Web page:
Giorgia Frizzi, 23rd July 2010 ”Globalization, Localization, Glocalization” Research Paper. Does globalization weaken cultural diversity or does it foster it? Effects of Globalization in Cultural differentiation 1. Introduction. As some of us may know, the term “globalize” started being used in the modern times. However globalization as an idea has been brought up since even before the 1500’s when people started forming connections between communities, and therefore creating forms of communication, migration and such between these.
And it is probably from these examples that in the modern era we came to call it Globalization which is known for being a process of integration between cultures, societies, economies, etc. Nonetheless, there have been, and there still are, many debates about the real cultural benefits of such global process. There is no argument that when it comes to globalization, culture is indeed a concept of complex controversies. There are many different points of view about how globalization affects cultures and many competing perspectives of cultural homogenization versus cultural differentiation.Order now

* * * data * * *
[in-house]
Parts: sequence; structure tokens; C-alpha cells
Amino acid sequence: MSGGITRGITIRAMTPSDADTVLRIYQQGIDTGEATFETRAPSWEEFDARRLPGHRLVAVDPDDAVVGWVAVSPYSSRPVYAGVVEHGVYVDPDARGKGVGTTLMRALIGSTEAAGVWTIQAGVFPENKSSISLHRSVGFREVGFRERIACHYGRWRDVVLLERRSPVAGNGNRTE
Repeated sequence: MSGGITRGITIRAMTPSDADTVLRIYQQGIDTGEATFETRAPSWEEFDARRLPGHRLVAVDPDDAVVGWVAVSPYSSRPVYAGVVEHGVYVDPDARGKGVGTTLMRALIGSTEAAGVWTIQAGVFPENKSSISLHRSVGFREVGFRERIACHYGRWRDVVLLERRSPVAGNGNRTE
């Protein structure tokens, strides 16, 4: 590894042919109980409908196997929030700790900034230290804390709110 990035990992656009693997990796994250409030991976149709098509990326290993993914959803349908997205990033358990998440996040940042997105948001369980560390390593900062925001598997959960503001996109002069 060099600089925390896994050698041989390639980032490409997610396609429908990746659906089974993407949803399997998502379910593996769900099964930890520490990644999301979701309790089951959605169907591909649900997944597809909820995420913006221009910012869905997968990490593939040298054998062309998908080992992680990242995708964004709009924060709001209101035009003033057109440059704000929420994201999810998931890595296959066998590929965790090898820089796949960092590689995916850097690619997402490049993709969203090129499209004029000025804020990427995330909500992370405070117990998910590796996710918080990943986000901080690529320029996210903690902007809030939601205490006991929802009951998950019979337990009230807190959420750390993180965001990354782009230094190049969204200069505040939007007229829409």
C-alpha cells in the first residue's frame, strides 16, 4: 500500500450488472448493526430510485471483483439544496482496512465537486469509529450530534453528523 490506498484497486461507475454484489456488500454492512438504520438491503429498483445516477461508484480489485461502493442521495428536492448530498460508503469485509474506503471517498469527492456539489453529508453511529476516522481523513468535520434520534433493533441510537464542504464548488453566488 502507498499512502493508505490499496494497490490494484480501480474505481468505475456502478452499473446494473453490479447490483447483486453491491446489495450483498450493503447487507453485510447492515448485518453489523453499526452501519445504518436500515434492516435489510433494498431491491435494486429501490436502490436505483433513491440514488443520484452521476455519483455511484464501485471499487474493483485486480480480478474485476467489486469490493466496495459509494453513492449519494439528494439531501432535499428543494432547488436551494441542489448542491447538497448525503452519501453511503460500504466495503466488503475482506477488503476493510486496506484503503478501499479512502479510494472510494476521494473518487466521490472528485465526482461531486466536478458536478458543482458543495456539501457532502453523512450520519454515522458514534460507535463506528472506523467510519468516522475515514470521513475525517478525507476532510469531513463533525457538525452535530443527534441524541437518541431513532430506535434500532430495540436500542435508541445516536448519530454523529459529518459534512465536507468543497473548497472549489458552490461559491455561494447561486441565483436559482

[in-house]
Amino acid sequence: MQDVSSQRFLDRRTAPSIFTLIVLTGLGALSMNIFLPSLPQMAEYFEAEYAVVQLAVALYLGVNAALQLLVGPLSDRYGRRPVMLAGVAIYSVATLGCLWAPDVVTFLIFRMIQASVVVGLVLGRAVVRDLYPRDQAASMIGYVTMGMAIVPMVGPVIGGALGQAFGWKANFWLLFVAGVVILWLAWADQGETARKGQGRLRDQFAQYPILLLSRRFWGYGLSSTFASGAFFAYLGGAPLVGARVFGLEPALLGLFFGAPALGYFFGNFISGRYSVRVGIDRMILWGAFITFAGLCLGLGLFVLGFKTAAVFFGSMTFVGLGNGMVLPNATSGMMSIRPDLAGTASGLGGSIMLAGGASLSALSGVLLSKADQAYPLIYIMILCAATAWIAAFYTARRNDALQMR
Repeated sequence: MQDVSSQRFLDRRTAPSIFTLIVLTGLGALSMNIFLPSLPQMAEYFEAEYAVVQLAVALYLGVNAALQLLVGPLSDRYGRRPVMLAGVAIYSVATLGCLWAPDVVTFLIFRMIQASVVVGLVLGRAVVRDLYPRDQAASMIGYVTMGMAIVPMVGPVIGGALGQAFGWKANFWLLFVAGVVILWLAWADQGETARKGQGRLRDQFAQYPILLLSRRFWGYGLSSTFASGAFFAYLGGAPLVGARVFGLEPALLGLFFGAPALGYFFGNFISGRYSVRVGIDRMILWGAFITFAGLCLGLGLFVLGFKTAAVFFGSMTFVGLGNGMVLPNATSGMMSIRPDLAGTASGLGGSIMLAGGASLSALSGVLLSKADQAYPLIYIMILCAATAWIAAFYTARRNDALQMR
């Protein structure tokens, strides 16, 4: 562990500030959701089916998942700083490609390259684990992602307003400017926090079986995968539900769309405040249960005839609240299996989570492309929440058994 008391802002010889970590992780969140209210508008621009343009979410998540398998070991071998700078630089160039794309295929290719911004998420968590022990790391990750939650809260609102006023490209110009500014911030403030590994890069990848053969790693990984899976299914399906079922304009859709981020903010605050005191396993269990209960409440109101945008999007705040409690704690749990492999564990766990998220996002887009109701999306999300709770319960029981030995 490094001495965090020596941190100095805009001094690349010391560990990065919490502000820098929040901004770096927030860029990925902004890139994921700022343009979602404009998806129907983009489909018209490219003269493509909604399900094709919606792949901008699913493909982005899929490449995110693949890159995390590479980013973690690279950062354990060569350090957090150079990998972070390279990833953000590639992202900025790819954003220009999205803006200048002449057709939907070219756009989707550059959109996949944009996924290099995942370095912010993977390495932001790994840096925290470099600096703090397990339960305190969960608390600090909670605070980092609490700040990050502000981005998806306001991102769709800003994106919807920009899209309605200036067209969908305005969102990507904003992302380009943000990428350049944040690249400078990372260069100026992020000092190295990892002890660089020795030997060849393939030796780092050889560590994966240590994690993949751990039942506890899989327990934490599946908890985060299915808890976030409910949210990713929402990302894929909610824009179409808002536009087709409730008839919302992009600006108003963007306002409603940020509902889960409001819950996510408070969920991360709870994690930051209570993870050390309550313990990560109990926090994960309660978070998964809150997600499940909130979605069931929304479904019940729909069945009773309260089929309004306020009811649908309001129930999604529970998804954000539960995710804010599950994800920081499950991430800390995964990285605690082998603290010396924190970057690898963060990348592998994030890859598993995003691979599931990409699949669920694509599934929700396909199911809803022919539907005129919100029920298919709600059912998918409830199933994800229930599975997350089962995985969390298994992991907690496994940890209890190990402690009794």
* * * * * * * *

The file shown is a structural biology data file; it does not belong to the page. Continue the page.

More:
The positive perspective of cultural globalization is that cultural diversity gives people ample choices and enrichment of learning from different cultures and traditions. We get the chance to choose between globally produced goods, besides local products, without being bound by their geographical location. Critics instead state that there is a depletion of cultural diversity through processes like ‘‘Mcdonaldization’’.
Scholars who dislike cultural globalization believe that there is no such thing as ”Globalization” but there is instead a process of cultural imperialism, where the only values and life style spread are the American ones; hence the use of the term ”Americanization”. In these regards, Joschka Fischer, a German politician, claimed I never use the concept, multipolar. I use multilateral. Because we have only one global power: whether you like it or not, this is the United States.